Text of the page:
Getting your business covered in the media isn’t as hard as you think – you just need to understand what makes a journalist tick and the types of story they are after.
In fact, let’s pause right there and focus on the all important ‘S’ word – story. That’s what a journalist wants, not some advertorial nonsense, aka journalistic kryptonite and guaranteed to get you blacklisted forever.
‘But what stories?’ you say, ‘I haven’t got a clue what makes my business newsworthy’.
Fortunately, there are more great stories in your business than you realise. This article will show you how to find them and give you a simple tool to help you think like a journalist and get the media coverage you’re after.
There is a gap between what businesses want: positive brand exposure, and what the media wants: great stories.
Businesses want to communicate things like features and benefits, price, the fact that their product is the “best on the market”.
None of these are a story.
Unfortunately, many businesses go straight to bloggers and journalists with these types of messages. Most press releases can be summarised as “Amazing new product available in shop/online”. The problem with this is that it’s not a story; it’s an advert. Journalists and serious bloggers will just delete it.
Professional PR agencies add value by closing the gap between what companies want and what the media wants. They take what businesses need (awareness and credibility) and turn it into what the media needs (great stories).
But as a fresh startup, or entrepreneur, you probably can’t afford to hire a costly PR agency on a monthly retainer. The good news is that you can learn to do a lot this for yourself in the early years – starting with finding the stories that are already there in your business, trust me…they are there!
First a little PR theory:
A well-crafted story meets everybody’s needs: done properly it becomes the vehicle that allows you to get your key messages to your target audience. I think of it like a train: The story is the engine, which pulls the key message carriages along the channel’s track, to the audience station. The key messages are the things you want to communicate (features/benefits/price/availability etc). The channels are the media outlets best able to reach your audiences.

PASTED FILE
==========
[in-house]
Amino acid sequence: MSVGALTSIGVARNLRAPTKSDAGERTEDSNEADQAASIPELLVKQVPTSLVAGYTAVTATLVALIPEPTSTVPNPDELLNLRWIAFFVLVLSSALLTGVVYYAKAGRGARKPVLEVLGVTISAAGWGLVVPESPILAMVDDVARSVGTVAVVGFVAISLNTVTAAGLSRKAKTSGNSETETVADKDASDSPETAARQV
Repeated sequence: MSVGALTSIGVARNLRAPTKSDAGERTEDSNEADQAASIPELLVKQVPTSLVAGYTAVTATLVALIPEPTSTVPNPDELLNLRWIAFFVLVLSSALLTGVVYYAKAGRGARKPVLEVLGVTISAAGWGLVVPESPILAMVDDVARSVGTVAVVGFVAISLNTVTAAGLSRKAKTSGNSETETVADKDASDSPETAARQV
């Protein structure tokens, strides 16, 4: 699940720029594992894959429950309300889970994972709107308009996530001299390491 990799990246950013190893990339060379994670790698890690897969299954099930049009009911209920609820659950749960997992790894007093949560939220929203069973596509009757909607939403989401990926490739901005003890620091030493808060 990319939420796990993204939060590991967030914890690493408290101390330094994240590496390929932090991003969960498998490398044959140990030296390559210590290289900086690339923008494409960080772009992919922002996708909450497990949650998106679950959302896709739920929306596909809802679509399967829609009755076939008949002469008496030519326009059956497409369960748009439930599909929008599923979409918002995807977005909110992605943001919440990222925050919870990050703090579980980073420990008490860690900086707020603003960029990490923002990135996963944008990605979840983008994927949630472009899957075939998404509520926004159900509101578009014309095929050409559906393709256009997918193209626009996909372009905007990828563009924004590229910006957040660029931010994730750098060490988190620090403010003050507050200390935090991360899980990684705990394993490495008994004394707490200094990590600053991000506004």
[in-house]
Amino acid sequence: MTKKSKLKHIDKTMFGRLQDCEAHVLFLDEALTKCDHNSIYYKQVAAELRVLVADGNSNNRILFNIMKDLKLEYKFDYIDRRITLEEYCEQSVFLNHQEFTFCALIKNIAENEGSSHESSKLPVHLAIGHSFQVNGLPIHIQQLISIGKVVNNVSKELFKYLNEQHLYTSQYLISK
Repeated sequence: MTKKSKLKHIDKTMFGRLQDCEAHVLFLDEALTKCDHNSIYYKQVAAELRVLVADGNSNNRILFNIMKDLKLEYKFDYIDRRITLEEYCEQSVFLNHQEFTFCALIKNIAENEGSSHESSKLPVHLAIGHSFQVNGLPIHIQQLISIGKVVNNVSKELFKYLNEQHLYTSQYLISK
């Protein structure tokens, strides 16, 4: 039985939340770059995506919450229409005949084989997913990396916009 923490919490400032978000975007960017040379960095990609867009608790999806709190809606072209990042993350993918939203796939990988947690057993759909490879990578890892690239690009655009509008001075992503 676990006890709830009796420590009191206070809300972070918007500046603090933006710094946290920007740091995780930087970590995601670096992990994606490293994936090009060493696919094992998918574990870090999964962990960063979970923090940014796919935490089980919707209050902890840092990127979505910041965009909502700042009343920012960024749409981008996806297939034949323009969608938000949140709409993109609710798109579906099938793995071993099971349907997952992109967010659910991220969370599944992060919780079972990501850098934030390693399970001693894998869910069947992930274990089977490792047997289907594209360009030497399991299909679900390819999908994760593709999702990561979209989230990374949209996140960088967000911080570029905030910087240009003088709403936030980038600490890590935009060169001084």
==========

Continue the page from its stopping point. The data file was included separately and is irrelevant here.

The stronger the story, the better it will perform in getting your key messages to your audiences. Get it?
Audience, Channels, Messages
‘So where are these lovely stories that are going to help me put my business on the map?’
StoryFinder: the Business Model Canvas for PR
Over the past few years, the Business Model Canvas has helped hundreds of thousands of people to think systematically about their business model.
It helps to formulate, iterate and communicate how a whole business works, in one page. It represents hundreds of years of business experience, distilled into one systematic, repeatable and learnable framework.
Many people underestimate the number of interesting stories in their business.
I have created a similarly systematic, repeatable and learnable process to enable entrepreneurs to think through the stories in their business and you can download it here…
Like the Business Model Canvas, the StoryFinder has a logical left to right flow running from internal to external. It is a tool for thinking through a business in a systematic way to uncover all the areas in which your stories might be hiding.
At this “brainstorming” stage, you’re not trying to evaluate whether your stories are worthy of being published.
Learning to tell which of your stories are newsworthy (of interest to a journalist) is the next step in the process. Only a small number of your best stories will be newsworthy which is to be expected.
But there is value in all the stories; they can be used to great effect in customer or internal newsletters, social media channels, your company website etc. All of which are important elements of shaping your profile and reputation.
The goal is to get as many stories on the StoryFinder as possible. In particular, you are looking for stories about things that are new, innovative, a ‘first’ or remarkable in the business – this is what makes news. Remember that new and remarkable are context specific; something might not be new at a national level, but it might be new for your town or your business sector.